We later headed into the "OLC Forum" (a theater-like room for speeches etc.) for a welcome speech from the Admissions Director, which included a traditional 5-10 minute segment listing remarkable accomplishments of admitted students. "One of you... [insert remarkable experience here]". Too many things to remember, but the point was well made -- this was an impressive group of people.

We then had more speeches on academics, student diversity, Kellogg values, etc. but as the school was sold on us I felt a bit like the converted being preached to. I was already committed to enrolling. The real meat for me was the career sessions and mini-classes.

The first mini-class for our section was Statistics, by professor Scott McKeon. This guy definitely lived up to his top reputation at Kellogg, as he was nothing short of fascinating. This probably sounds unbelievable, and I was equally skeptical when our section leader said that 'stats had been his favorite class', but now I understand why. He led us through a number of interesting experiments, including a bizarre one that appeared to undermine the basic truism of a 50/50 chance when flipping a fair coin.

It was also pointed out that students' favorable opinions of him have contributed to his career at Kellogg, as Teacher/Course Evaluations (TCEs) are a key aspect of performance evaluations. I'm sure other b-schools also place emphasis on student input, but I can imagine that this is disproportionally so at Kellogg. I thought it was a nice real-life example of Kellogg's 'student-run' culture.

The second class for our section was Innovation by Andrew Razeghi, who was also amazing. He was one of those guys who can tell a story in such a way that you can't wait for the next word to come out of his mouth. When I saw the course title "Creating an Innovation Mindset" I was expecting some fluffy talk about the importance of 'fostering creativity in the corporate culture', similar to the drivel that pervades popular business literature, but instead Razeghi took us back down to earth and debunked the myth of the first-mover advantage, and demonstrated that success is easy, but sustainable relevance is nearly impossible. I realized that I shouldn't judge classes by its name and that I've probably got a tough time ahead making choices between a great number of absolutely top-notch classes.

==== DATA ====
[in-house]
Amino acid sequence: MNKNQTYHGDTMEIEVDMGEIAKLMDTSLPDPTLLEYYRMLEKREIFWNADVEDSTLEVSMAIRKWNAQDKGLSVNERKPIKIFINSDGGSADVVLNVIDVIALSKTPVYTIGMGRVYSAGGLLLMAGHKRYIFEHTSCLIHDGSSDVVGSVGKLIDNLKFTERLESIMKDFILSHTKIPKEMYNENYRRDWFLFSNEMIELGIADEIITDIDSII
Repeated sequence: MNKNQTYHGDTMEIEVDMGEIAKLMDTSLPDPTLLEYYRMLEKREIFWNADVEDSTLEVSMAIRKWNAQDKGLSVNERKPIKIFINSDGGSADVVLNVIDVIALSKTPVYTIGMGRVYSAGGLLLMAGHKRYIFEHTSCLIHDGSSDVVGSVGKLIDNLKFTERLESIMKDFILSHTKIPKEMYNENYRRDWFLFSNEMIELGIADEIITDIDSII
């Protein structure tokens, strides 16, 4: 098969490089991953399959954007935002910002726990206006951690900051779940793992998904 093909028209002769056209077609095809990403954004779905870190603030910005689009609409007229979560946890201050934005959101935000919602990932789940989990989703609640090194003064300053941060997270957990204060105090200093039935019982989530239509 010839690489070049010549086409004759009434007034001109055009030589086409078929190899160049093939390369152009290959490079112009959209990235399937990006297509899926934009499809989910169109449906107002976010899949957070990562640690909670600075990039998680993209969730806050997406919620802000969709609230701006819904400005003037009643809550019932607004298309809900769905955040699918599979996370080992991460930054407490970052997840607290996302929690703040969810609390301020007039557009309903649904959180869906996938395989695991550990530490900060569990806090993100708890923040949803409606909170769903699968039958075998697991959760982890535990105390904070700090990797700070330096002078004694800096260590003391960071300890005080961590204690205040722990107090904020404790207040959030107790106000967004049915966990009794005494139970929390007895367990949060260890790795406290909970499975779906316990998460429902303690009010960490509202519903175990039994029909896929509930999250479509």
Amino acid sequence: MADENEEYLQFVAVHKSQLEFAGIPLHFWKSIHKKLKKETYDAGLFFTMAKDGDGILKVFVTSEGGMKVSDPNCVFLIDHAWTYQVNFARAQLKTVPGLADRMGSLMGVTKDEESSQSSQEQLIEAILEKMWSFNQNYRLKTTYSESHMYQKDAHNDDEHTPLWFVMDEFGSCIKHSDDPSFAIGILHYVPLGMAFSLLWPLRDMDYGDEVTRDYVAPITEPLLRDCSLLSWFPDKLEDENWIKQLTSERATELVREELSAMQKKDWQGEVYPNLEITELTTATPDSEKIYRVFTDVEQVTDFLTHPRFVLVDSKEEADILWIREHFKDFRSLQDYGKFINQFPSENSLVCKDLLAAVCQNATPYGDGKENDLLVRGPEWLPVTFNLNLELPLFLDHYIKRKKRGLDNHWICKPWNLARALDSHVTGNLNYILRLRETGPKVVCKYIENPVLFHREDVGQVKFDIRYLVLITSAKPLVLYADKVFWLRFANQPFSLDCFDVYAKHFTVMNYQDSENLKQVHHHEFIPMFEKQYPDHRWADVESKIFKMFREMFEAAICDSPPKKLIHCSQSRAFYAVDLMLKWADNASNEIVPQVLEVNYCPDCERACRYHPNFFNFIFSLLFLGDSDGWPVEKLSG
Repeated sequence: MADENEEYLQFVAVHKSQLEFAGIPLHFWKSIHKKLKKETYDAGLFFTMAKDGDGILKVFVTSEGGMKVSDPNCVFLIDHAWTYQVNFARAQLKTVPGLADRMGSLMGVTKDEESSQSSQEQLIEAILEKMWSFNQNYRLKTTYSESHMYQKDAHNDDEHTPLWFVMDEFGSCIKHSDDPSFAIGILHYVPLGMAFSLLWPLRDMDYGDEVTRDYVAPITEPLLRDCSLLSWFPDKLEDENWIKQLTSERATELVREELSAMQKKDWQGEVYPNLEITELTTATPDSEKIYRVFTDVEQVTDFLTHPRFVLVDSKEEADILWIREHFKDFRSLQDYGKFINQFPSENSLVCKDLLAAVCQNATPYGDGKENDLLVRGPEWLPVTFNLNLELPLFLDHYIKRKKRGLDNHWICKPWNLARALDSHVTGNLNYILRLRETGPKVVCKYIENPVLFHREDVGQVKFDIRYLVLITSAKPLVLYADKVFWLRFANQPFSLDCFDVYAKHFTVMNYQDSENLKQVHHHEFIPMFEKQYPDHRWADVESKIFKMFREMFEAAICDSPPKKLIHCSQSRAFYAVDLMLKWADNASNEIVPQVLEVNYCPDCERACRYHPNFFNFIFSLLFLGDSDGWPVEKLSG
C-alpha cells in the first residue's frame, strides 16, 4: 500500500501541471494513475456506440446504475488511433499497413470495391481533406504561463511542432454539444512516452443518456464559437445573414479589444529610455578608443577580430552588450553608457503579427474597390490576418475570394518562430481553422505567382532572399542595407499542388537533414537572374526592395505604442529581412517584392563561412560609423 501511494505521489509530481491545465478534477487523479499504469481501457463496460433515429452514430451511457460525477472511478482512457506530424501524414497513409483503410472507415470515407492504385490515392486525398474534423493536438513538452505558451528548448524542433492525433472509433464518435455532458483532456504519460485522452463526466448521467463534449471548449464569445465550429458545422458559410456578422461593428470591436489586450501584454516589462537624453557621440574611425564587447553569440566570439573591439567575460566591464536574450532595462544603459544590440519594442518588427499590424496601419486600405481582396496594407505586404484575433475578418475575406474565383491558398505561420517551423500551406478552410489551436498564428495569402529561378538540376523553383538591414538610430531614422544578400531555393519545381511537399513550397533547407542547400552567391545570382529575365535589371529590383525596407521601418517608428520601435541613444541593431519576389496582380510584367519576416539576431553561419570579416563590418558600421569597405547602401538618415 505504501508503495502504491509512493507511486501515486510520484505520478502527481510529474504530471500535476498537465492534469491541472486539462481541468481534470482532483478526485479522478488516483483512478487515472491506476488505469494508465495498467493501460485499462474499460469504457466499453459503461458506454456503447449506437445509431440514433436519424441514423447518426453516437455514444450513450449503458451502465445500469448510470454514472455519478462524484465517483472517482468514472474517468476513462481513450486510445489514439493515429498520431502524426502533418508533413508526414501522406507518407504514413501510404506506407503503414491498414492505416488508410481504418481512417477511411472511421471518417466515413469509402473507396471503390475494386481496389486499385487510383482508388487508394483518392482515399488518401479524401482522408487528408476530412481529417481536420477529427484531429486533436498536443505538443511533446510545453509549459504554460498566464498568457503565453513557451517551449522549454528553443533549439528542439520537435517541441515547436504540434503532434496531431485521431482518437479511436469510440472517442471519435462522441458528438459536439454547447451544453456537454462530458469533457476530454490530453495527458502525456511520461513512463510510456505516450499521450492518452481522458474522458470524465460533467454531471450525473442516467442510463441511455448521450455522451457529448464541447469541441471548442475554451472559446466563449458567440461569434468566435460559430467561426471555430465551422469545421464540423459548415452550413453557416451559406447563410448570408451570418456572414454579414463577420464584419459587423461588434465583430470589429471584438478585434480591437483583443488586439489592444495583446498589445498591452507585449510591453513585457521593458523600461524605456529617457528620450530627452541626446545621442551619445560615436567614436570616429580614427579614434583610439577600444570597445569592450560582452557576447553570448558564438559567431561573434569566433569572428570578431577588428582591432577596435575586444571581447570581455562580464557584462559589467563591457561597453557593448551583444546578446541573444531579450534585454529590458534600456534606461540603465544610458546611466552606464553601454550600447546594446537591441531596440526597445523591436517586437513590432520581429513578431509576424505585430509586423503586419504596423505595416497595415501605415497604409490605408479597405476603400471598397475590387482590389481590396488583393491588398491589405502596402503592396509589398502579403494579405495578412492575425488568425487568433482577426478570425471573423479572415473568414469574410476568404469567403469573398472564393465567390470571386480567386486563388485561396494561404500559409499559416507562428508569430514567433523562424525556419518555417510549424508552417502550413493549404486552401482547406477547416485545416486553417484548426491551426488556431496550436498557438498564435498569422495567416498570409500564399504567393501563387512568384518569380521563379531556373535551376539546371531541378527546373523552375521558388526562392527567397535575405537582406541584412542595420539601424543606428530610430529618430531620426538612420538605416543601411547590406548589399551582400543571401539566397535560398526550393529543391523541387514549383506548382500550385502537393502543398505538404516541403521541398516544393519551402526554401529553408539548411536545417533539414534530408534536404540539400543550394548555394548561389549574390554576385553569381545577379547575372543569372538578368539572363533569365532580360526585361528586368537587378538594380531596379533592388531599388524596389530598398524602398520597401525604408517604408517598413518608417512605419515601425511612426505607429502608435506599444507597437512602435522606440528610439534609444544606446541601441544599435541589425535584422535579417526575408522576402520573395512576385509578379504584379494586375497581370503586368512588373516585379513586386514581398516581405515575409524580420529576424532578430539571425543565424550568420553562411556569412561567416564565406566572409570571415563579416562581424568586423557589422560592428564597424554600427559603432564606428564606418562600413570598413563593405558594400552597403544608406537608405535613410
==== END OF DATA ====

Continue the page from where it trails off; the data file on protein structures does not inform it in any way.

The third mini-class was on teamwork and negotiation and was, much to my surprise, disappointing. Compared to one of my all-time favorite books, Secrets of Power Negotation, the negotiation bit was fluffy, and the teamwork element consisted mostly of a couple of poorly driven points about the importance of listening in teams and the average lifespan of teams. 12 months, 24 months, who cares. For a moment I thought that the fact that our section leader introduced the professor by the wrong name (she may have been substituting, I don't remember) and the fact that she looked like a first-year student, were both signs that this was not coming out of Kellogg's top-5 bucket, but then she stressed that her class was one of the most popular at Kellogg. I didn't really know what to think of it, but then again I wasn't going to let one class spoil my enthusiasm.

OK, enough for today, I'll post the rest separately.